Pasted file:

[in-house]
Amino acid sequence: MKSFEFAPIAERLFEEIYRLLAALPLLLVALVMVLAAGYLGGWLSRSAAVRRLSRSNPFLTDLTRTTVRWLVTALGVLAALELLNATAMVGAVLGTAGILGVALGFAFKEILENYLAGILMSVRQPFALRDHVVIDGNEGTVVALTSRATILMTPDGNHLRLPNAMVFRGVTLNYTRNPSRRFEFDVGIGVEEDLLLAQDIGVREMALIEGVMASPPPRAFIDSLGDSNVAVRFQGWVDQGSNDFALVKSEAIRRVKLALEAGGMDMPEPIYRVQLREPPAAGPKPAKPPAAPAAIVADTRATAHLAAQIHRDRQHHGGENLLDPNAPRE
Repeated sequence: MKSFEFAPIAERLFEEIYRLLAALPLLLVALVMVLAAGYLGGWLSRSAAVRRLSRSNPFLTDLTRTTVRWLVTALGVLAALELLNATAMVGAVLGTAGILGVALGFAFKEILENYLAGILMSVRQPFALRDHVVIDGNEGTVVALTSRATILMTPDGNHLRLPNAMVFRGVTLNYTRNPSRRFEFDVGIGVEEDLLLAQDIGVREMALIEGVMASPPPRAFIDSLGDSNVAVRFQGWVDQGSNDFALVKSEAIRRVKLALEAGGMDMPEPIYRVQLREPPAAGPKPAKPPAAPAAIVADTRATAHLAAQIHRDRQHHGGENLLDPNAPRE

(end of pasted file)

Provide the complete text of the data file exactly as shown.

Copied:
[in-house]
Amino acid sequence: MKSFEFAPIAERLFEEIYRLLAALPLLLVALVMVLAAGYLGGWLSRSAAVRRLSRSNPFLTDLTRTTVRWLVTALGVLAALELLNATAMVGAVLGTAGILGVALGFAFKEILENYLAGILMSVRQPFALRDHVVIDGNEGTVVALTSRATILMTPDGNHLRLPNAMVFRGVTLNYTRNPSRRFEFDVGIGVEEDLLLAQDIGVREMALIEGVMASPPPRAFIDSLGDSNVAVRFQGWVDQGSNDFALVKSEAIRRVKLALEAGGMDMPEPIYRVQLREPPAAGPKPAKPPAAPAAIVADTRATAHLAAQIHRDRQHHGGENLLDPNAPRE
Repeated sequence: MKSFEFAPIAERLFEEIYRLLAALPLLLVALVMVLAAGYLGGWLSRSAAVRRLSRSNPFLTDLTRTTVRWLVTALGVLAALELLNATAMVGAVLGTAGILGVALGFAFKEILENYLAGILMSVRQPFALRDHVVIDGNEGTVVALTSRATILMTPDGNHLRLPNAMVFRGVTLNYTRNPSRRFEFDVGIGVEEDLLLAQDIGVREMALIEGVMASPPPRAFIDSLGDSNVAVRFQGWVDQGSNDFALVKSEAIRRVKLALEAGGMDMPEPIYRVQLREPPAAGPKPAKPPAAPAAIVADTRATAHLAAQIHRDRQHHGGENLLDPNAPRE